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The Air in Our Lungs
It felt surreal. The trees pierced the sky, and we could still hear the music from prom blasting, now over a mile away. She took my hand, grasping tightly, emphasizing the wiry muscles in her arm, and dragged me towards the forest’s hidden, hospitable hum.
“Wait!” I shouted as a tree root tried to take me down. She stopped, and we slipped off our shoes. She grinned. God, she was so beautiful. Not just attractive. Absolutely unconventionally beautiful – the kind of beautiful that makes you want to hold her hand forever, memorizing every crevice, every scar, every arbitrary freckle on her slender hands. The kind of beautiful that makes you stumble on every word in every sentence; her unassuming beauty muddles your thoughts. The kind of beautiful that makes you want to leave prom to run through the woods, just so you can be alone together.
A smile crept across my face. “Okay,” I said breathlessly, gazing into her thick, marbleized chocolate eyes. Her hand gripped tighter, and we took off. Her layered, pastel pink dress kept tearing on the brush, but she didn’t seem to notice. The ground under our feet disappeared, and we were running on air, free of pain. The air grew thick with every passing moment as the nightly mist began to settle around us. Rain joins the misty air, and our hair began to stick to our too-nice dresses. We’re going to the lake; I realized as we entered a familiar clearing. She slowed and spun around, arms wide, eyes up to the sky. Laughing, I tilted my head back, opened my mouth, and stuck my tongue out, trying to swallow everything. She saw me and cackled, which only intensified my laugh. I want to remember this moment.
The soft scent of petrichor grounds us both to reality, and our laughs slow. She watches me, observant yet delighted. My usually fidgeting hands drop to the side of my long, cobalt dress. We stand yards from each other, but our locked gaze shrinks the space and yards turn into inches. My toes are numb, but my mind and muscles are awake.
I walk slowly over to her. Encasing her hand in mine, I rub my thumb along her veins in a slow, therapeutic manner. The once carefree, gaily air is now weighing down with an unexpected solemnity. Rain drips around our faces and our clothes are soaked, a solid shade darker than they were at the start of the night. Her hand raises slowly to my chin, and she lifts it up, forcing me to look into her eyes again. Warm, sweet, and dark, her pupils envelop the iris in coffee-colored symphonic swirls. She pulls me closer and her lips touch mine and the space between us disappears, but it somehow grows larger than before and this kiss isn’t enough, it’s not enough, it will never be enough. How can we make it enough?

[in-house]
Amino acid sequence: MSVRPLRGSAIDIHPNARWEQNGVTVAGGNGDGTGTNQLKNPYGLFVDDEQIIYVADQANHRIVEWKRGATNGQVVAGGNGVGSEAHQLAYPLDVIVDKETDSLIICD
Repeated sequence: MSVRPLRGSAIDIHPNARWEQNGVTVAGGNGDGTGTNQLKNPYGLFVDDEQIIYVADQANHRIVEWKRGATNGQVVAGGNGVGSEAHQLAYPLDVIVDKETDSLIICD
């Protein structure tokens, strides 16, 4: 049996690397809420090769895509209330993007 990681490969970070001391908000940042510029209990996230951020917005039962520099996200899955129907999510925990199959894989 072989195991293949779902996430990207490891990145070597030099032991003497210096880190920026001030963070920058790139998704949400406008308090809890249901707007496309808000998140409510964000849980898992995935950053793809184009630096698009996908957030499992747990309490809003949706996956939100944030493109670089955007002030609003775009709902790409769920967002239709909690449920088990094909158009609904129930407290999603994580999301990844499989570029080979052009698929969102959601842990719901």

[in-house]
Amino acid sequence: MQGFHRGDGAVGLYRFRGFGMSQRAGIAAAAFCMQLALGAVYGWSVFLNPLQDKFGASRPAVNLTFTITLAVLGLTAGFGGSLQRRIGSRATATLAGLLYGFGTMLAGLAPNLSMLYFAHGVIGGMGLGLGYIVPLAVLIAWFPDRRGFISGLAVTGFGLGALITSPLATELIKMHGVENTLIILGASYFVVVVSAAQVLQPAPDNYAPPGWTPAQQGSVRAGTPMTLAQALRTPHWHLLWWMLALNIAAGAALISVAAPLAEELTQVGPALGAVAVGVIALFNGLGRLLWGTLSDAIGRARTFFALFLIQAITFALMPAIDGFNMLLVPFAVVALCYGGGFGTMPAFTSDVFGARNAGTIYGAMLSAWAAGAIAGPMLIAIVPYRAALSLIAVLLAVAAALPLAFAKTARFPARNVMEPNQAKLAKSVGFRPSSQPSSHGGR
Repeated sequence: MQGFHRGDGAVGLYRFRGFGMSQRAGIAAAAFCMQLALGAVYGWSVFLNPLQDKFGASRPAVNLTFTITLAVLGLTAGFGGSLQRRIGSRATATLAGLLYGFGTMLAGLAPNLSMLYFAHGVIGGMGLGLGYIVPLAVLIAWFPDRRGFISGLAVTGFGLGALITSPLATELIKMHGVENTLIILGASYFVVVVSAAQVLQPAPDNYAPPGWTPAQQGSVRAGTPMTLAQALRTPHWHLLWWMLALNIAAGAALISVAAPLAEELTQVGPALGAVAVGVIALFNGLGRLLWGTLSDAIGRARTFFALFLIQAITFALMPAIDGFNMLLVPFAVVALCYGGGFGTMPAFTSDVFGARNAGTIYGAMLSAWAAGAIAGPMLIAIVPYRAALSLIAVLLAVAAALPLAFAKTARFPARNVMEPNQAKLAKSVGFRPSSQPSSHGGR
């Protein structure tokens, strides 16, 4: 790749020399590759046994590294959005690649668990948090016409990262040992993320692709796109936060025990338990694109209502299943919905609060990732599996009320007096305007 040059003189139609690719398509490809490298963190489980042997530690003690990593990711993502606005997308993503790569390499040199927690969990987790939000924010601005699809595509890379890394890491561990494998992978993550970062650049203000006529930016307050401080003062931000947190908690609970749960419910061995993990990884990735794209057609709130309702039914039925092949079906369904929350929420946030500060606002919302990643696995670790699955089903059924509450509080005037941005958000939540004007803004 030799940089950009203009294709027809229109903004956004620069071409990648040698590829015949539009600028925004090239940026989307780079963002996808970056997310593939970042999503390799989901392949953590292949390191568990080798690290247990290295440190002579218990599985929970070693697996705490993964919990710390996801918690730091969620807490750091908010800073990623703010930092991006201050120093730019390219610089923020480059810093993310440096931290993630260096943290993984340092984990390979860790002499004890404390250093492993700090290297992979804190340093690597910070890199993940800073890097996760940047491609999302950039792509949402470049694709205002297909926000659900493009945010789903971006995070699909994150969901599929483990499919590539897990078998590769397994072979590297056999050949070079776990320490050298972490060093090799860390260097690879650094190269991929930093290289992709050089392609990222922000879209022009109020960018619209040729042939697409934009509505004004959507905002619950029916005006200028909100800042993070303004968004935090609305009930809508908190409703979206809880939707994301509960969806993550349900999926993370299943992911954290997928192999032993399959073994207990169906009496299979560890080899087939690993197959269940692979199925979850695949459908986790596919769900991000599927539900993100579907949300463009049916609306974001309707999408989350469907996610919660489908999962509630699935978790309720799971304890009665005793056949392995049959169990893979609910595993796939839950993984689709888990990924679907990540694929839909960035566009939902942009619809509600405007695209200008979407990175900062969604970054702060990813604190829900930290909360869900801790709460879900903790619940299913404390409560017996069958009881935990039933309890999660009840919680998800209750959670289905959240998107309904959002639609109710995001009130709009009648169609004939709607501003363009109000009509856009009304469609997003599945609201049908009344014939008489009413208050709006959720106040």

My arms slipped under hers, running my fingers through her slick hair. She pulls her head back, ever so slightly to look me in the eyes.
“Are you sure you want this?” she asks me. Concern flashes over her face, and I find myself nodding. She grasps my wrist.
“Come on!” She pulls me towards the lake, our spot, our cove, our safe haven. I haven’t been here in years. Wisteria and lavender grow around the swimming entrance, welcoming us, and a wave of familiarity washes over me, beauty transcending the ever-present mystery that grows from within the memorable flora. I steal a glance at her delicate, identifiably lilac-scented hands, but the stark discoloration of my limbs catches me off guard. My footsteps slow in surprise.
“Aren’t you freezing?” I ask, staring wide-eyed at my nearly purple limbs. She glances back at my wrist. Her eyes widen, glancing at her own arms, and quickly releases me.
Her arms are beautiful, flawless. Devoid of any cold, purplish tints. She’s perfect. She shakes her head. “I’m fine.”
We reach the lake, our reflections shattered with droplets, like the breaking of glass. She steps in. “Are you coming?”
I inhale. “Does it hurt?”
She hesitates and looks down.
Grimacing, I step in regardless. I want this. I need this. I’ve missed her so much – I can’t go another day without her. “How do we do this?”
A sad smile plays over her face. “Now, we swim.” And with that, she dives in, heading out to the middle of the lake. Shaking my head at her insanity, I follow her. The sharp and stabbing cold keeps me awake. I try to inhale deeply as reality sets in, but I haven’t swum in years and I struggle to breathe with my dress weighing me down. She has no problem swimming, easily making her way to the center of our lake refuge.
I swim up to her side. “What next?”
She bites her lip. “Do you trust me?”
“Of course.” What’s happening?
She reaches over and grabs my wrist, yanking me underwater. My shouts of protests are muffled, and the water consumes me. An aura of light seems to surround her, her underwater words clear as day. “Let the water in.”
Horrified, I stare at her and shake my head vigorously, trying to keep water out. But my time is running up. I try to swim, but she holds me tight.
“Let the water in,” she says again forcefully. I shake my head, but I’m not sure there’s a choice here anymore.
I let the water in, opening up my nose and my mouth, letting my lungs fill like pitchers, except every water droplet pierces my insides, each breath of water more painful than the next, until all of the air is gone from my lungs and it’s over.
The pain stops. Immediately.
Warmth rushes through my veins, and my mauve-colored skin becomes tan again. I look ahead and the once dark lake seems alive with life and light. She hovers, submerged in the water, smiling.